After a couple years of dormancy, Race for the Galaxy has re-emerged with a new expansion, Alien Artifacts. However, unlike most expansions, Alien Artifacts is the beginning of a new arc for Race, incompatible with the previous add-ons. Games played with Alien Artifacts will be played with just it and the original base set, providing a fresh new take on these now-classic cards — and a smaller deck to shuffle, which is always nice. READ MORE
After much delay, Sentinels of the Multiverse: Vengeance has arrived to Kickstarter backers. Originally planned as a standalone expansion, it has since been re-branded as a “mega expansion” but could still be played on its own if you don’t mind the lack of HP tokens and possibly needing to download the core rulebook. More importantly, what Vengeance brings to the table is an entirely new way of playing Sentinels. READ MORE
The latest offering from Stonemaier Games, Euphoria: Build a Better Dystopia, is one of those awkward games that is easier to play than it is to teach. While certainly not intentional, it does accidentally tie into the game’s dystopian theme of knowledge being dangerous and carefully controlled. In fact, despite the game’s solid mechanics, Euphoria‘s theme is probably its most defining and memorable feature. READ MORE
My fondness for Ascension‘s brand of deckbuilding is very well-documented, with various editions receiving a place in my year-end favorites list for the last four years running. One of the co-producers of Ascension, Rob Dougherty, has teamed up with fellow Magic Hall-of-Famer Darwin Kastle to create White Wizard Games and its first product, Star Realms. This game brings a new twist to the genre, taking aspects of Ascension and tying it in a bit with its creators’ Magic roots. READ MORE
One-on-one fighting games have been a mainstay of gaming culture ever since Street Fighter II dragon-punched its way into arcades. The intricate dance of move and counter-move has played out for decades, and in 2010 Level 99 Games designer (and one-time Snackbar contributor) Brad Talton managed to translate that into a deceptively-simple card game system. Dubbed BattleCON (“Battle Connection”) due to the way players play pairs of styles and bases, the system made its debut in War of Indines after a successful Kickstarter campaign.
To say that the game won over a few fans might be considered an understatement, when you look at what happened with the campaign to fund the follow-up, Devastation of Indines. Blowing past its original goal to the tune of being over 500% funded, a truly mind-boggling final product was created. Everything about Devastation is bigger and better. READ MORE
2013 was a good year for my unplugged gaming, but it could have been amazing. Unfortunately, Kickstarter delays are a fact of life. Of the dozen or so projects I backed scheduled for this year, at least four were delayed beyond my deadline for this column, and two more are currently on-schedule but sadly also due to arrive on the wrong side of my cut-off date. Those five or six games and could have made a strong impact on my list. Instead they will join the various projects already scheduled for 2014 in what could be a crazy year-end process in twelve months’ time.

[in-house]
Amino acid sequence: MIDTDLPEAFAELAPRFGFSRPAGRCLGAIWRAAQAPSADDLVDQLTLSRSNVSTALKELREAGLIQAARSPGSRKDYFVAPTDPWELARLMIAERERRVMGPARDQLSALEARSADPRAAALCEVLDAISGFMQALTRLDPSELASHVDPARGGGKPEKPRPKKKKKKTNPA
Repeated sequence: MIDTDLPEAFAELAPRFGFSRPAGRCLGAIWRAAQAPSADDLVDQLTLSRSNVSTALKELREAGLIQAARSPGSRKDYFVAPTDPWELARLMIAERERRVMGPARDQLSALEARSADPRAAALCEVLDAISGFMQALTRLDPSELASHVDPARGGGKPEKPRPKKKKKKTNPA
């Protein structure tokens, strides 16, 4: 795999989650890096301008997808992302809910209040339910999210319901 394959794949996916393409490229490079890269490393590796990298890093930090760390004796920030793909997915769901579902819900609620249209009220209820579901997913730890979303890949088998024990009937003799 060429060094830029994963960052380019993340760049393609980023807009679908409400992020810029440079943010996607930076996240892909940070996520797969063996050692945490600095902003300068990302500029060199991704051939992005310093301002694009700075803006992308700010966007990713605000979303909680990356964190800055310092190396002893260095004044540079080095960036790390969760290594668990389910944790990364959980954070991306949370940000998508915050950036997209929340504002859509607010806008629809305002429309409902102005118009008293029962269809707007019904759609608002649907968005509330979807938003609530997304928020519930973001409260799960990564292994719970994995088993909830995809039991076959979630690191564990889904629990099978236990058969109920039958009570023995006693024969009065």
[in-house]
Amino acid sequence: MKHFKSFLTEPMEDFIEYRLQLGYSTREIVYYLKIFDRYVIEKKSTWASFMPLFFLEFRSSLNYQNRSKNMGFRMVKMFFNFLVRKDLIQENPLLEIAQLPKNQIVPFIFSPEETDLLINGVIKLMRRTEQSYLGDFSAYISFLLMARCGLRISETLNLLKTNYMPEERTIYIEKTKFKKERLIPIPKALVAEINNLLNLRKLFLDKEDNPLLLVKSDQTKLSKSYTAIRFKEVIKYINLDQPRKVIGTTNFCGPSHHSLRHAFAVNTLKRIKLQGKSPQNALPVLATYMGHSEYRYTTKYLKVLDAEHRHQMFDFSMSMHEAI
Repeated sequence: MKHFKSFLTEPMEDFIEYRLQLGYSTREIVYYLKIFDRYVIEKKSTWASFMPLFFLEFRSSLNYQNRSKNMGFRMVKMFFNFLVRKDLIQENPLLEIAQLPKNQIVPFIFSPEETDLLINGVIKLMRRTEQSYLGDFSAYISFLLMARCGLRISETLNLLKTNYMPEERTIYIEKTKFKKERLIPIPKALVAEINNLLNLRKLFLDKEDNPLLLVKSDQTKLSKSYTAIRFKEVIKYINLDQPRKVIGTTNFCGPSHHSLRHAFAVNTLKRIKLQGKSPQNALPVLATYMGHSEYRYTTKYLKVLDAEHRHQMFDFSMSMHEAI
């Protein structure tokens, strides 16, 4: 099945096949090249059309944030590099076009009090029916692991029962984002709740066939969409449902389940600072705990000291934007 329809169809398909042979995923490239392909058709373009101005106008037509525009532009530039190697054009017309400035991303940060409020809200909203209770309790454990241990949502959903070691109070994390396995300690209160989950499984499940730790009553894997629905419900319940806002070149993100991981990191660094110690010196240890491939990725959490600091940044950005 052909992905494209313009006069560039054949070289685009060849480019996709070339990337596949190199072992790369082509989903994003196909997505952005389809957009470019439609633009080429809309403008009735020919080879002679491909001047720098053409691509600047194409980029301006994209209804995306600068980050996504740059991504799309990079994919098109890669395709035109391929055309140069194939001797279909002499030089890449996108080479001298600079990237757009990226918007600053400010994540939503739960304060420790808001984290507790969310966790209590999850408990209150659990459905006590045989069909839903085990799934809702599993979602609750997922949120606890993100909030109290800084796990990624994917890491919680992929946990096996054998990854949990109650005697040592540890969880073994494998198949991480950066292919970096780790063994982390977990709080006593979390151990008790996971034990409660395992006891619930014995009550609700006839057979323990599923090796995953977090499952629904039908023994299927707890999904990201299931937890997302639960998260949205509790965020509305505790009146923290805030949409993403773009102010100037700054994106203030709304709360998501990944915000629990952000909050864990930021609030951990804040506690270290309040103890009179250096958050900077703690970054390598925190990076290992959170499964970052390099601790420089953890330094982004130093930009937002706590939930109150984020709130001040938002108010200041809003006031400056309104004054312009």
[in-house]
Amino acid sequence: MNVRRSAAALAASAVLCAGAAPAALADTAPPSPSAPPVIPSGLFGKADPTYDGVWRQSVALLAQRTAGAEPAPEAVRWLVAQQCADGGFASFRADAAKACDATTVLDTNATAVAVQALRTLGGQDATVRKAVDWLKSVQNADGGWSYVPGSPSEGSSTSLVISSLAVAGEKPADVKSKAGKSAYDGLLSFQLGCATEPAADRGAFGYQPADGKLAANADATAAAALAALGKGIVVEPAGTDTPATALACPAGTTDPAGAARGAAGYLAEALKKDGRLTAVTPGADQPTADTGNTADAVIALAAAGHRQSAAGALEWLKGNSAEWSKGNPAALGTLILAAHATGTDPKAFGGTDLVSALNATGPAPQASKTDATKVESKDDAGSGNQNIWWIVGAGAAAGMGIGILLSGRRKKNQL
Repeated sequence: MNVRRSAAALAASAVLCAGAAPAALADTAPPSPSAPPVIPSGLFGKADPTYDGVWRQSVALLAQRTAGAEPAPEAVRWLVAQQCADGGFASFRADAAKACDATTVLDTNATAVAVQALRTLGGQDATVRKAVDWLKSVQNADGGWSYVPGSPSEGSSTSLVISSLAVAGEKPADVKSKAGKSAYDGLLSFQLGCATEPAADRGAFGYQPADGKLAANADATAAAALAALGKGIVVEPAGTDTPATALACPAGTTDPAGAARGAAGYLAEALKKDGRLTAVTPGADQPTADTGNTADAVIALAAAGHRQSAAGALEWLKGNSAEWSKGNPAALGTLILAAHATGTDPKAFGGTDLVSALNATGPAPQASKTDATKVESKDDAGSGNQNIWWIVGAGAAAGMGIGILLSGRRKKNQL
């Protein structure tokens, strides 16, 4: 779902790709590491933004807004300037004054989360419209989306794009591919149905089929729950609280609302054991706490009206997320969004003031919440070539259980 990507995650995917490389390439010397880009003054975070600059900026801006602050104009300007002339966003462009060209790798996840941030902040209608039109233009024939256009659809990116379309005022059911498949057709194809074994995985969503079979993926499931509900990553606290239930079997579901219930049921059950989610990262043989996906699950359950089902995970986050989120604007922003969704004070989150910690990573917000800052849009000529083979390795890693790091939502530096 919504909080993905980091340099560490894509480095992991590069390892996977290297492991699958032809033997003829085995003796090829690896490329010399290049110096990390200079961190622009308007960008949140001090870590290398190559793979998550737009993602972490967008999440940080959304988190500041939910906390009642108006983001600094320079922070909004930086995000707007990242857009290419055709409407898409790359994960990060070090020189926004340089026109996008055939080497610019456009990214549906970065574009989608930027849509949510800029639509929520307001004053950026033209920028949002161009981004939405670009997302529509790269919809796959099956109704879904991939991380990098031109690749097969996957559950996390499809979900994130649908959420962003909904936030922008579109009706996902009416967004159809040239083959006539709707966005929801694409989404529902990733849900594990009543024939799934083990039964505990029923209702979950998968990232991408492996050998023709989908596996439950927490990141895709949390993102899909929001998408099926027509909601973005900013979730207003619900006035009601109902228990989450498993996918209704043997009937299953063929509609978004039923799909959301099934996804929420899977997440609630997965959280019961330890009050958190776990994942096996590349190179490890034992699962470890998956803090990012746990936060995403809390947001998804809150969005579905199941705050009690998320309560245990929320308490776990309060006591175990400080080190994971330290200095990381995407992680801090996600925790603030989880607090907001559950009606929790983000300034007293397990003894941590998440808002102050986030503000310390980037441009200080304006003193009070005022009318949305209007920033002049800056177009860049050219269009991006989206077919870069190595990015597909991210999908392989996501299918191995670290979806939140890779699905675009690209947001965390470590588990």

And then of course there were all of the new games I played this year that had nothing to do with Kickstarter. It can be tricky to balance supporting independent designers and publishers while still making contributions to the bottom line of my FLGS, but both goals are their own reward. After all, without the store I would have far fewer opportunities to play anything, Kickstarted or not. With that, here are the ten new games I enjoyed playing the most this year. READ MORE
Territory control is a tried and true game mechanic. Usually these types of games feature a military conflict, each player wresting control from the others via show of force or trickery such as in Risk or Small World. But direct player conflict isn’t often a theme of European game design, opting instead for more passive tactics like obstruction. Terra Mystica (published by Z-Man in the US) not only eschews combat, but also puts the focus on the terrain itself. READ MORE
A couple of years ago I discussed a pair of Discworld-themed games that attempted to adapt Terry Pratchett’s hilarious fantasy satire universe to cardboard and wood. Of the two, I definitely felt that Martin Wallace’s Ankh-Morpork was the superior design, so I was thrilled to learn that he would be designing more games using the characters and world that I love so dearly. The second such offering, The Witches, has finally arrived. How does it stand up to its predecessor? READ MORE
Most cooperative games pit the players against a sort of cardboard AI, forcing them to bail water against a relentless rising tide until they either achieve victory or drown in the attempt. Antoine Bauza’s Hanabi, however, is a rare specimen, in that there is no simulated opponent or opposing force; the players are simply trying to recreate fireworks displays that had become jumbled through some comic mishap prior to play starting.
Well… maybe “simply” was the wrong word to use. READ MORE
Most games include some inherent element of randomness, typically either the draw of a card or tile, the roll of a die or both. There are some exceptions, notably abstracts or cat-and-mouse deduction games, but even pillars of strategic gaming like Agricola have variables that change from game to game to mix things up. In Canterbury, designer Andrew Parks has offered up an experience with no randomness (other than determining start player) that still manages to play out differently each time. READ MORE